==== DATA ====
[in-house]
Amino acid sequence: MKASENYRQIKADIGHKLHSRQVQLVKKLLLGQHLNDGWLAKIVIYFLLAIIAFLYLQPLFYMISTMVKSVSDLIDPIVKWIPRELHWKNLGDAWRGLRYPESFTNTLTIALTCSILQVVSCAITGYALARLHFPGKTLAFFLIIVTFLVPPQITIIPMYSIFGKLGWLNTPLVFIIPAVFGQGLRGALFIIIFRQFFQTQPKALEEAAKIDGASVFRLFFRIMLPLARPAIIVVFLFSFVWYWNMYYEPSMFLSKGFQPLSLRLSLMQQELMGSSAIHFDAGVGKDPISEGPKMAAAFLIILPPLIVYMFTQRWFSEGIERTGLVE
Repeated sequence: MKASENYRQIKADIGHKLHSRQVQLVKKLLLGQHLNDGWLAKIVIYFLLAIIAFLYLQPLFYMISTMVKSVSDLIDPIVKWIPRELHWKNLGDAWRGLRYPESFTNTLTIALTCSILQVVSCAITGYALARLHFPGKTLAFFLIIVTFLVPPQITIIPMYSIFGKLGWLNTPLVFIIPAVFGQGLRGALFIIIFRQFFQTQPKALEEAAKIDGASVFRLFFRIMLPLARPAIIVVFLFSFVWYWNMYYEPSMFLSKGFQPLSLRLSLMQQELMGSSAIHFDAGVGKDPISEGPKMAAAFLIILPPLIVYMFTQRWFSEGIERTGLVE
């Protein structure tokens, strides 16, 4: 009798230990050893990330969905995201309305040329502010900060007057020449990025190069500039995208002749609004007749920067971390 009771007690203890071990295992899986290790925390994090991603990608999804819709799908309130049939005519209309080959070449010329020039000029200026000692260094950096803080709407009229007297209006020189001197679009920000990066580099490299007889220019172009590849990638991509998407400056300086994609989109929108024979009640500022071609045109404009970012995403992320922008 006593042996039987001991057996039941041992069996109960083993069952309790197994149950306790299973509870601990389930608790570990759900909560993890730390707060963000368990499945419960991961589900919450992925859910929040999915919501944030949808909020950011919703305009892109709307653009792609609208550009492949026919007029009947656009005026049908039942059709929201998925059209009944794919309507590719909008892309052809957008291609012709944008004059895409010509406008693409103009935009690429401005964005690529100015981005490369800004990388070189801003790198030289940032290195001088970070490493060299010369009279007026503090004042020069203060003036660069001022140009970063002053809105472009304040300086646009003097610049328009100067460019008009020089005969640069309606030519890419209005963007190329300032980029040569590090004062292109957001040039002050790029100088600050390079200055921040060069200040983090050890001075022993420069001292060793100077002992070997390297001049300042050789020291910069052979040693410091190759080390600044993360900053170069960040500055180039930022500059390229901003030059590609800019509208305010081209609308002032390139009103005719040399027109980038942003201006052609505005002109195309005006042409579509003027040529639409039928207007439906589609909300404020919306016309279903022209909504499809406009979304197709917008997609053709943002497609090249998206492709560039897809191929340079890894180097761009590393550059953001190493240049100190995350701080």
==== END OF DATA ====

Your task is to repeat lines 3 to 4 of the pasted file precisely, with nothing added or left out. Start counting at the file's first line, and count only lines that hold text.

Repeated sequence: MKASENYRQIKADIGHKLHSRQVQLVKKLLLGQHLNDGWLAKIVIYFLLAIIAFLYLQPLFYMISTMVKSVSDLIDPIVKWIPRELHWKNLGDAWRGLRYPESFTNTLTIALTCSILQVVSCAITGYALARLHFPGKTLAFFLIIVTFLVPPQITIIPMYSIFGKLGWLNTPLVFIIPAVFGQGLRGALFIIIFRQFFQTQPKALEEAAKIDGASVFRLFFRIMLPLARPAIIVVFLFSFVWYWNMYYEPSMFLSKGFQPLSLRLSLMQQELMGSSAIHFDAGVGKDPISEGPKMAAAFLIILPPLIVYMFTQRWFSEGIERTGLVE
């Protein structure tokens, strides 16, 4: 009798230990050893990330969905995201309305040329502010900060007057020449990025190069500039995208002749609004007749920067971390 009771007690203890071990295992899986290790925390994090991603990608999804819709799908309130049939005519209309080959070449010329020039000029200026000692260094950096803080709407009229007297209006020189001197679009920000990066580099490299007889220019172009590849990638991509998407400056300086994609989109929108024979009640500022071609045109404009970012995403992320922008 006593042996039987001991057996039941041992069996109960083993069952309790197994149950306790299973509870601990389930608790570990759900909560993890730390707060963000368990499945419960991961589900919450992925859910929040999915919501944030949808909020950011919703305009892109709307653009792609609208550009492949026919007029009947656009005026049908039942059709929201998925059209009944794919309507590719909008892309052809957008291609012709944008004059895409010509406008693409103009935009690429401005964005690529100015981005490369800004990388070189801003790198030289940032290195001088970070490493060299010369009279007026503090004042020069203060003036660069001022140009970063002053809105472009304040300086646009003097610049328009100067460019008009020089005969640069309606030519890419209005963007190329300032980029040569590090004062292109957001040039002050790029100088600050390079200055921040060069200040983090050890001075022993420069001292060793100077002992070997390297001049300042050789020291910069052979040693410091190759080390600044993360900053170069960040500055180039930022500059390229901003030059590609800019509208305010081209609308002032390139009103005719040399027109980038942003201006052609505005002109195309005006042409579509003027040529639409039928207007439906589609909300404020919306016309279903022209909504499809406009979304197709917008997609053709943002497609090249998206492709560039897809191929340079890894180097761009590393550059953001190493240049100190995350701080």